“He was well-liked, cared deeply for his family and friends and cared deeply about everything that went on around him,” said his mother, Lydia Barber.

Then, seemingly out of nowhere, Allen took his own life at age 19 on Oct. 27, 2010.

“We were in shock, devastated and lost,” said his mother, Lydia Barber of Daphne.

Allen Barber

Allen Barber in a production of ‘Godspell’ in 2009.

To deal with the grief and in hope of helping others avoid the pain her family went through, Barber got involved with the American Foundation for Suicide Prevention.

Since 2012, she’s been the chairperson of the Out of the Darkness Walk in Daphne, an annual fundraiser that not only raises money for suicide prevention, but provides a support network for families dealing with the loss of someone they love.

“Finding AFSP and the Out of the Darkness Walk has been very healing for my family,” she said.

This year, well, it’s 2020. The COVID-19 pandemic has put a stop to major gatherings of any kind, including the multiple of Out of the Darkness Walk events that would have taken place across Alabama.

But this, Barber said, is too important an event to just cancel. Mental health issues don’t take a year off, especially during a pandemic, and neither will the Out of the Darkness Walk.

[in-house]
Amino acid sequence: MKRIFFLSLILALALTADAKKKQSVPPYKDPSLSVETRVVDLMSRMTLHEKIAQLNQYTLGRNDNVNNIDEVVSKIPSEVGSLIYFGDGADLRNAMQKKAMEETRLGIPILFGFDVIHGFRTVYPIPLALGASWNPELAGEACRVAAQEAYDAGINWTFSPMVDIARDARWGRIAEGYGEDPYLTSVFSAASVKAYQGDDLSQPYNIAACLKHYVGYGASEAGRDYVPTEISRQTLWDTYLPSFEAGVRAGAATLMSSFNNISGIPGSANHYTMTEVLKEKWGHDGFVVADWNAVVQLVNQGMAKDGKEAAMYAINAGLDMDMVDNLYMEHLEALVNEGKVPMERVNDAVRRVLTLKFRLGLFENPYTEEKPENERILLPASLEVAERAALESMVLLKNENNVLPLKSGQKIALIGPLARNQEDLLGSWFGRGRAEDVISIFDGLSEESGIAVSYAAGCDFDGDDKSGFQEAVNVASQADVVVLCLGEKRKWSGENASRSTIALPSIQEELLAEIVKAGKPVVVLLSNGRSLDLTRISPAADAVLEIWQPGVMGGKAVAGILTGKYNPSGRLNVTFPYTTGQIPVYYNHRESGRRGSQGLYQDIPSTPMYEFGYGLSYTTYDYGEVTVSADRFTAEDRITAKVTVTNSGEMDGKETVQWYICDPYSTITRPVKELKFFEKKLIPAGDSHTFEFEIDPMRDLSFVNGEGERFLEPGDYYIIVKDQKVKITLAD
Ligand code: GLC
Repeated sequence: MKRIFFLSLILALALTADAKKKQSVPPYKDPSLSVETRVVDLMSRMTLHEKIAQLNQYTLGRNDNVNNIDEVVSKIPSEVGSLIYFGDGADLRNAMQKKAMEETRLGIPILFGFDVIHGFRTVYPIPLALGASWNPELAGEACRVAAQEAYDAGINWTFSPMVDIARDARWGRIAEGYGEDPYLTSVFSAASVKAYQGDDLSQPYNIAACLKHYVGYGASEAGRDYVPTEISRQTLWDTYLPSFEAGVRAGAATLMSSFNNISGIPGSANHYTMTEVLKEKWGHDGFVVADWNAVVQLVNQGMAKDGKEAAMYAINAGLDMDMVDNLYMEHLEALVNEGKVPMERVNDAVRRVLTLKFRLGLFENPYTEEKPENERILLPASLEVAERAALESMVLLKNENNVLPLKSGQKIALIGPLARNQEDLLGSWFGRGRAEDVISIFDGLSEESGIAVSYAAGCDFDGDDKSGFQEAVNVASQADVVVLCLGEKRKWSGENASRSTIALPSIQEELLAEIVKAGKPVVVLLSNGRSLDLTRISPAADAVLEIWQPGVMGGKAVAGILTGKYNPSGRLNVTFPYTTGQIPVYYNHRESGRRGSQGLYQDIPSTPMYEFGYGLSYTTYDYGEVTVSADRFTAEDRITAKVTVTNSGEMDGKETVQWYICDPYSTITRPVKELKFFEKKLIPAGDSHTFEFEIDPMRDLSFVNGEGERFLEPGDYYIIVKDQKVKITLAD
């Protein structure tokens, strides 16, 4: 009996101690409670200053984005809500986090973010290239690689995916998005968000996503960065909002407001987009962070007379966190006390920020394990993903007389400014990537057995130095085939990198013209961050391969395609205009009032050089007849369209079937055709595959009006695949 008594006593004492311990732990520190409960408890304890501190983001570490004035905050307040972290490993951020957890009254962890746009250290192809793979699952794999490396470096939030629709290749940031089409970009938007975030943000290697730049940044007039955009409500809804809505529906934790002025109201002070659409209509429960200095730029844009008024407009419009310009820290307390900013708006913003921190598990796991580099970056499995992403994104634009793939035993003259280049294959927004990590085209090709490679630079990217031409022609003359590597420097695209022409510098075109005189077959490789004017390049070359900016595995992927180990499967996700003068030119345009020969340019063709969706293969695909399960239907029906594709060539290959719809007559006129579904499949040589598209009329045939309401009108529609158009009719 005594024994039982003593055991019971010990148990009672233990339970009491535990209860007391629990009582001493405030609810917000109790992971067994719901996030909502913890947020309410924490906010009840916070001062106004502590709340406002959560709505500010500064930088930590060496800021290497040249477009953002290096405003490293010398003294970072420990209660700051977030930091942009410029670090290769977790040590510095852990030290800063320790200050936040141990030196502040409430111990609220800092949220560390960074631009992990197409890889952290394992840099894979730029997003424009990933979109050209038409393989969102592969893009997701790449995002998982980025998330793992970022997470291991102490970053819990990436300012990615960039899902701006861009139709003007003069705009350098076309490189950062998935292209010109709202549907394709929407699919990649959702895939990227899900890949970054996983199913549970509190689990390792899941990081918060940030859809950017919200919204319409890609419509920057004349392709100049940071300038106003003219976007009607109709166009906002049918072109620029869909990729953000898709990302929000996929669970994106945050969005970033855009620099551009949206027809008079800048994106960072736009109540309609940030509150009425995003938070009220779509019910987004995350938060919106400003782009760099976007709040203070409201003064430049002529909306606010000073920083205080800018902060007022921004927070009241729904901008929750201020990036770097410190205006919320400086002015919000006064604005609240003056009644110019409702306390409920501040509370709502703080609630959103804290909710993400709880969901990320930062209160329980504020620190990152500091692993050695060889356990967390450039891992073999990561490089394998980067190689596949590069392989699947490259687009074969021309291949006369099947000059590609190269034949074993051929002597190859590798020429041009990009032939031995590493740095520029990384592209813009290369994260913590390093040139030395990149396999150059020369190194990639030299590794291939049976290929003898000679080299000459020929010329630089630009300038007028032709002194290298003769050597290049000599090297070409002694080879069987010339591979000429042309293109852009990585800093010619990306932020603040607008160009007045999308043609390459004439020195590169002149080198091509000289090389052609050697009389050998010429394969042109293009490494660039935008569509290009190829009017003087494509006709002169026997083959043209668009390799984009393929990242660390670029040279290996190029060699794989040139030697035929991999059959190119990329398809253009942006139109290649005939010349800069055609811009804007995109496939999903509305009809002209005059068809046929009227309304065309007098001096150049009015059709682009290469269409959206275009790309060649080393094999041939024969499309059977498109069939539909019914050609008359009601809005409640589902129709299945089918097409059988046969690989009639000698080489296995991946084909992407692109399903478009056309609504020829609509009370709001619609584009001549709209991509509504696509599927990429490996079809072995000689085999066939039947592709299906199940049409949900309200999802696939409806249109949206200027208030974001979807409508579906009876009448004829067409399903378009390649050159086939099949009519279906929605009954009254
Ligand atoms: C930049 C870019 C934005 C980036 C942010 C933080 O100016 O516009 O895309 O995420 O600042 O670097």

Instead of walking, this year it’s the Out of the Darkness Experience. On Nov. 8, from 2-3 p.m. the event will go virtual.

Participants from Birmingham, Daphne, Montgomery, Huntsville, Muscle Shoals, Dothan and Tuscaloosa will come together online. There will be speakers, music, a bead ceremony, and even a digital memory quilts built from photographs sent in by those who register.

There are other activities people can be involved in in the month leading up to the event. There will be a “Way I Walk – 11 Mile Challenge,” a virtual scavenger hunt, and Out of the Darkness Silent Auction and virtual programs such as “Talk Saves Lives” and “Enhancing Mental Health During COVID-19.”

Registrants can form a team in memory of a loved one, or for a business, church, civic club or the like. When they register, they’ll get a fundraising page that they can share on social media to raise money for AFSP. Anyone who raises $150 by Nov. 8 will get this year’s official Out of the Darkness T-shirt in the mail.

This event won’t just raise money for awareness, but provide people with guidance on how to have a #RealConvo, or real conversation with someone they suspect may be suicidal.

Lydia Barber had discovered some “very deep, some would say, very dark writings” that Allen had done in high school, but when she asked him about it, he dismissed it as just his writing style.

“I sometimes think that